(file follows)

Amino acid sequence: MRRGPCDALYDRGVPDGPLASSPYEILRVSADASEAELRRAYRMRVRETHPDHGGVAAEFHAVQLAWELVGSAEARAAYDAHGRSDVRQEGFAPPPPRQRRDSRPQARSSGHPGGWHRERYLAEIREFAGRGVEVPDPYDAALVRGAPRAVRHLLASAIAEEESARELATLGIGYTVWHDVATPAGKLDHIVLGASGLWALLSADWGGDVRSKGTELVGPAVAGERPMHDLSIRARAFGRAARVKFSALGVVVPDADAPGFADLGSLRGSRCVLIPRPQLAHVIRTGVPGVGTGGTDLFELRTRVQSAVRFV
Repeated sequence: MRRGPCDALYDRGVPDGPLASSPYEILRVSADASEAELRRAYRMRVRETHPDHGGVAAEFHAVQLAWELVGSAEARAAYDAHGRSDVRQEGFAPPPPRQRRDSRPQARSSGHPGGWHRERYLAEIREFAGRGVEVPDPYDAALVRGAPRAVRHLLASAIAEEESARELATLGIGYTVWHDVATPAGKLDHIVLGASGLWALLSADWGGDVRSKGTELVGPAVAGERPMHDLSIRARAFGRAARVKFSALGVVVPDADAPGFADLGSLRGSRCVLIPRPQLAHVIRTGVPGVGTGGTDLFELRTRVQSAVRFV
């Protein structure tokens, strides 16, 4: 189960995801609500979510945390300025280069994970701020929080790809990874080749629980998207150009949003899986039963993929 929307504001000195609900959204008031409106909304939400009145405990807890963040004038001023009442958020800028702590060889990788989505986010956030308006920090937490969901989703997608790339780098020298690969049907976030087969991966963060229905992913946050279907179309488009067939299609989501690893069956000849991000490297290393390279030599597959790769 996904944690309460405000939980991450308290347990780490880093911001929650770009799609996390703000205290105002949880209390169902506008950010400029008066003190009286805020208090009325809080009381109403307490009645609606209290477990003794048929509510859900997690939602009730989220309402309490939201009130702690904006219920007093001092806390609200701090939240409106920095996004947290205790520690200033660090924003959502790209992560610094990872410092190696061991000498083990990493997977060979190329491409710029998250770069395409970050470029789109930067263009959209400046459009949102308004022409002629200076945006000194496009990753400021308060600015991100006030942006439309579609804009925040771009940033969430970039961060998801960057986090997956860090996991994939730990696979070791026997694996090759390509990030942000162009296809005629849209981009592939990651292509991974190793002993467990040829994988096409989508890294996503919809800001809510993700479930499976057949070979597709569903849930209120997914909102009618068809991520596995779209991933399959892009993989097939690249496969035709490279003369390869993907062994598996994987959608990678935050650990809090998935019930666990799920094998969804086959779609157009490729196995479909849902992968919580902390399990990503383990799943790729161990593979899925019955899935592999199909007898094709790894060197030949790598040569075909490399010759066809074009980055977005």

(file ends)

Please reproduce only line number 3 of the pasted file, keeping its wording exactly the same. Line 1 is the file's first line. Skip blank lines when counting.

């Protein structure tokens, strides 16, 4: 189960995801609500979510945390300025280069994970701020929080790809990874080749629980998207150009949003899986039963993929 929307504001000195609900959204008031409106909304939400009145405990807890963040004038001023009442958020800028702590060889990788989505986010956030308006920090937490969901989703997608790339780098020298690969049907976030087969991966963060229905992913946050279907179309488009067939299609989501690893069956000849991000490297290393390279030599597959790769 996904944690309460405000939980991450308290347990780490880093911001929650770009799609996390703000205290105002949880209390169902506008950010400029008066003190009286805020208090009325809080009381109403307490009645609606209290477990003794048929509510859900997690939602009730989220309402309490939201009130702690904006219920007093001092806390609200701090939240409106920095996004947290205790520690200033660090924003959502790209992560610094990872410092190696061991000498083990990493997977060979190329491409710029998250770069395409970050470029789109930067263009959209400046459009949102308004022409002629200076945006000194496009990753400021308060600015991100006030942006439309579609804009925040771009940033969430970039961060998801960057986090997956860090996991994939730990696979070791026997694996090759390509990030942000162009296809005629849209981009592939990651292509991974190793002993467990040829994988096409989508890294996503919809800001809510993700479930499976057949070979597709569903849930209120997914909102009618068809991520596995779209991933399959892009993989097939690249496969035709490279003369390869993907062994598996994987959608990678935050650990809090998935019930666990799920094998969804086959779609157009490729196995479909849902992968919580902390399990990503383990799943790729161990593979899925019955899935592999199909007898094709790894060197030949790598040569075909490399010759066809074009980055977005």